Below me a religious Israeli family was enjoying one of the larger, deeper, rock pools, an odd elliptical shape caught between flat sheets of bare stone. The teenage girls climbed in to the water fully clad, trousers under billowing skirts to protect their modesty. The father joined them, leaving his gun on the bank within easy reach.

Above us on yet another ledge an Arab family had laid out a large picnic, and they nestled together on the small promontory, slightly too many of them to fit comfortably onto their scenic, breezy perch.

Some Israeli teenagers clambered over the steeper rocks at the head of the canyon, moving on from there to inspect one of the many caves in the cliff walls.

A young secular Israeli family ambled along the edge of the stream, the mother with her baby strapped to her chest as she negotiated the stepping stones.

In the distance, a black-robed, pony-tailed, Russian Orthodox priest made his way up the path with a bag of groceries, heading towards the steep stone steps where a small, ancient monastery balanced on a high vantage point, a relic of the many hermits who inhabited this region in the early years of Christianity.

On the hiking trail skirting the valley side, a pair of IDF soldiers in dusty combat fatigues and floppy army-issue sun hats patrolled the reserve, regularly pacing up and down the path, protecting the peace of this idyll, keeping watch for any sign of trouble.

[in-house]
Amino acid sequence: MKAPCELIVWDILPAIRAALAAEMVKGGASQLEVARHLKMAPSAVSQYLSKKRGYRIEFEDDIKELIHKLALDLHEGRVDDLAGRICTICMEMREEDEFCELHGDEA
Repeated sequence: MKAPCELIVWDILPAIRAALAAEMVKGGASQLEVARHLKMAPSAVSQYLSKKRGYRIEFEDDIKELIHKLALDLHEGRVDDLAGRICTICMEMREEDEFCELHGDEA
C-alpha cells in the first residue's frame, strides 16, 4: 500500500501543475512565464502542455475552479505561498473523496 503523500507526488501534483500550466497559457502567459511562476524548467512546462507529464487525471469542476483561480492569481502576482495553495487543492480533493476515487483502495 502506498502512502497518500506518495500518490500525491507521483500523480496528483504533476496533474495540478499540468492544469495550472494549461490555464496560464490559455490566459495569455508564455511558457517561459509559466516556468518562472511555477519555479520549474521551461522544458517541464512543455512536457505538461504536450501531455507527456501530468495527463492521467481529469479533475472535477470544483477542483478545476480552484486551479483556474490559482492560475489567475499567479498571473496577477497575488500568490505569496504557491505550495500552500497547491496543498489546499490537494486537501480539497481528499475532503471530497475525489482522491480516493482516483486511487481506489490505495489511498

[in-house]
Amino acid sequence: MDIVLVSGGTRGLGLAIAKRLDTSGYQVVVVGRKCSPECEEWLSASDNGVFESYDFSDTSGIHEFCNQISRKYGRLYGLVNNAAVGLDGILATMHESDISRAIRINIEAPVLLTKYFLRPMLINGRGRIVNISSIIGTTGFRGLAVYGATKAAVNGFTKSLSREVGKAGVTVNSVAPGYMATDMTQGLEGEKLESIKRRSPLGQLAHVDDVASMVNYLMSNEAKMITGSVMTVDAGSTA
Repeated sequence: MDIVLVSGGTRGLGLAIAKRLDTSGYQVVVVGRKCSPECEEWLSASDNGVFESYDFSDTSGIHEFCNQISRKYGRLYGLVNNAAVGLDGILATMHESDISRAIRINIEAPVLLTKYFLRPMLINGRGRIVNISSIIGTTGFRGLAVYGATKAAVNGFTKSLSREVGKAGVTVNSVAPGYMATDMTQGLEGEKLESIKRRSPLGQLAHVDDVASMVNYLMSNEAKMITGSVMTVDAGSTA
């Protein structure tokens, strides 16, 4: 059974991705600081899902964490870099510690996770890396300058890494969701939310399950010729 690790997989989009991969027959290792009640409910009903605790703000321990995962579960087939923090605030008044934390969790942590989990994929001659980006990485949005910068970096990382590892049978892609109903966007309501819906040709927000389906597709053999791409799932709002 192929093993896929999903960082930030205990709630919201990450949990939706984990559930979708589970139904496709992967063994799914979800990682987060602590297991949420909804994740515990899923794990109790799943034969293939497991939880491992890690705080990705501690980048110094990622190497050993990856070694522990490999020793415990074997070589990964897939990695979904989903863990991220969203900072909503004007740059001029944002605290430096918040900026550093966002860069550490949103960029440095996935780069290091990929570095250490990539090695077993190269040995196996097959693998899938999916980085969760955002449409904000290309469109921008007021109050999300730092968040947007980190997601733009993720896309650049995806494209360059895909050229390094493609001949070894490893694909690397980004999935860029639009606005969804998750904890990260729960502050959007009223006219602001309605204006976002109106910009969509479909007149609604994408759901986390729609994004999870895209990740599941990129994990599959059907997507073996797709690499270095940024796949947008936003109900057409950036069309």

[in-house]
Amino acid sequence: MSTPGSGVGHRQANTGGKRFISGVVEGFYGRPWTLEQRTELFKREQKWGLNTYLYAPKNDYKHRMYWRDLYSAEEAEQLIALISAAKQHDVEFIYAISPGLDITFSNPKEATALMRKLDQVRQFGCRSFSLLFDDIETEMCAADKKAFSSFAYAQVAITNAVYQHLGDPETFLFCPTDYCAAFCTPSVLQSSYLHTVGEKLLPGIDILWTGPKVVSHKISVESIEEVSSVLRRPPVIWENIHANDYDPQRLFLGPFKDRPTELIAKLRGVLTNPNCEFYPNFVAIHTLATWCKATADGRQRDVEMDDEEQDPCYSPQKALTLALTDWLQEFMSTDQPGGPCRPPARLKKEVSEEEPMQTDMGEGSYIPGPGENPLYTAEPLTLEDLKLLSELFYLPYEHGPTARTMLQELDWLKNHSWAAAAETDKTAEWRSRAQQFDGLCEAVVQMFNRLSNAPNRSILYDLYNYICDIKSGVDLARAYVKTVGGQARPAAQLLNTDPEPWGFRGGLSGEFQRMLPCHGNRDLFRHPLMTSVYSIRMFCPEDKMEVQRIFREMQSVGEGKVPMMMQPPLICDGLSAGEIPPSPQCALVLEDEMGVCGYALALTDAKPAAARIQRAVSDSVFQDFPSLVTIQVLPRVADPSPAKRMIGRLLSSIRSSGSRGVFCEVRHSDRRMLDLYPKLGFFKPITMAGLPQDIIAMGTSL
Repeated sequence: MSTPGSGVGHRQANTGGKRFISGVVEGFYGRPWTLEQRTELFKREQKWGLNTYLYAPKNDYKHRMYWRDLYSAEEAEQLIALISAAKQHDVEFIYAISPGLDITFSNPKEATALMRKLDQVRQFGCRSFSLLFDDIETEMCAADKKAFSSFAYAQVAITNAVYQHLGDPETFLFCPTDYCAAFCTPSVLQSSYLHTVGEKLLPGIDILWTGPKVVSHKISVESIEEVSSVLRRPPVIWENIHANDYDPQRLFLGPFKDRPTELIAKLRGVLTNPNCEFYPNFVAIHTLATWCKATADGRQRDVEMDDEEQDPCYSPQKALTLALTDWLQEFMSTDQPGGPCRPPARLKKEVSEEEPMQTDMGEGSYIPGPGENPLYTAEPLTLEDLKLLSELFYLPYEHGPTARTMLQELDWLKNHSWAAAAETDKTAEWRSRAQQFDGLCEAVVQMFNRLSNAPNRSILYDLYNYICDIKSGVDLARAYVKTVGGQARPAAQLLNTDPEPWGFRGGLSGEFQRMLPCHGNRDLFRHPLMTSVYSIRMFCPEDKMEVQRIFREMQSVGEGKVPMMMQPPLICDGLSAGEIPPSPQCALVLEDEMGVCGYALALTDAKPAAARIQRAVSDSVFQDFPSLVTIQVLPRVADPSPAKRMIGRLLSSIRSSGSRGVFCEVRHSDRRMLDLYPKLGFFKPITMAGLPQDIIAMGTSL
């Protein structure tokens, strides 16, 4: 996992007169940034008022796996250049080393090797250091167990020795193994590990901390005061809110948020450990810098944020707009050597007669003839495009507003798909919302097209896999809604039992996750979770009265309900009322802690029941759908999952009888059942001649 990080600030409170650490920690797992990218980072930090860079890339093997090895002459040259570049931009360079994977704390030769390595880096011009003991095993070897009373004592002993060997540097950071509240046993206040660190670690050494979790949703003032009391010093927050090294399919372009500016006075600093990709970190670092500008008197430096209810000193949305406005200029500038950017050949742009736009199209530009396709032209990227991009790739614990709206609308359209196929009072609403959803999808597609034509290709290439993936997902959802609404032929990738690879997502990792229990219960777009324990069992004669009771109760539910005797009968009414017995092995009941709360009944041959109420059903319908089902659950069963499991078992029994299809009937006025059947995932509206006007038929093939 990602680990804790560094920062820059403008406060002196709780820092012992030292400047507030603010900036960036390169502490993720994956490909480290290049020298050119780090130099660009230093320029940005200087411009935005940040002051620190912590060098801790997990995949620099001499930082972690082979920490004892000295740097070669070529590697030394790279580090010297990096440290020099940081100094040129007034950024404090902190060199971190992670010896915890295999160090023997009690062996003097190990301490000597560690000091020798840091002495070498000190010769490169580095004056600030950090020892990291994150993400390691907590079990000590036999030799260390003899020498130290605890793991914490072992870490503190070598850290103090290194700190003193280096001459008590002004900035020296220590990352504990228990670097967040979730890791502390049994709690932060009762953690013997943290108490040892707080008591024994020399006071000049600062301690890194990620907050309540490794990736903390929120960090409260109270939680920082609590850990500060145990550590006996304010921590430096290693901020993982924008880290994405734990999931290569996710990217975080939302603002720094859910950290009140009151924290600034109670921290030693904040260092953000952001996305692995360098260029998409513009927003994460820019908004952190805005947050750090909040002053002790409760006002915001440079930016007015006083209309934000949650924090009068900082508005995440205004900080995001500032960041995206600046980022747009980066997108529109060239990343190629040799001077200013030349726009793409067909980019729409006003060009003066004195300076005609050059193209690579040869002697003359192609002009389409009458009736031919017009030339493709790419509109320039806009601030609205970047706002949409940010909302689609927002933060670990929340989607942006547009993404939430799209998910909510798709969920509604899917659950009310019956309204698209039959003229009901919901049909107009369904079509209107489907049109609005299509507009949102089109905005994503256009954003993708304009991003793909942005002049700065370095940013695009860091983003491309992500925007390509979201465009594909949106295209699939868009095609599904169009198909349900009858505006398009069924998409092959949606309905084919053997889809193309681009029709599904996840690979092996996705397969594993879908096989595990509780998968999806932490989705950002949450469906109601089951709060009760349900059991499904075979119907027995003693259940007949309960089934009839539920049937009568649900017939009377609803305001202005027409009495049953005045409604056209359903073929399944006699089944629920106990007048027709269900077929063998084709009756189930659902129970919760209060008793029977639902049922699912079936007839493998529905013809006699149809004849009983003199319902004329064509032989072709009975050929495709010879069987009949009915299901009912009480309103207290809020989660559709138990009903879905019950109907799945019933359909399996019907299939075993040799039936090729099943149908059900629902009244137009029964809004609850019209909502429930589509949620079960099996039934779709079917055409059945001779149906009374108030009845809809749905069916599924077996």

For this is also a "seam" between Israeli and Palestinian areas. The Israeli village of Anatot is clustered haphazardly high above the reserve, while further along the road lies the Palestinian village of Hizmeh.

Walking back to the car I paused for a photograph, trying out my new digital camera. I suddenly found a small hand thrust into my face. It belonged to a smiling twelve-year-old girl clad in a red tracksuit, a short dark braid at her neck. "Hello," she greeted me with a thick Arabic accent, keen to shake my hand. Behind her another girl stood shyly looking over her shoulder.

Their eyes were focused on my head, just above my face. Ahhh, the hat. My trusty broad brimmed brown felt tiyul hat. It is a fraction on the cowboyish side. I'm not a John Wayne impersonator, but it does keep the sun off my easily scorched skin.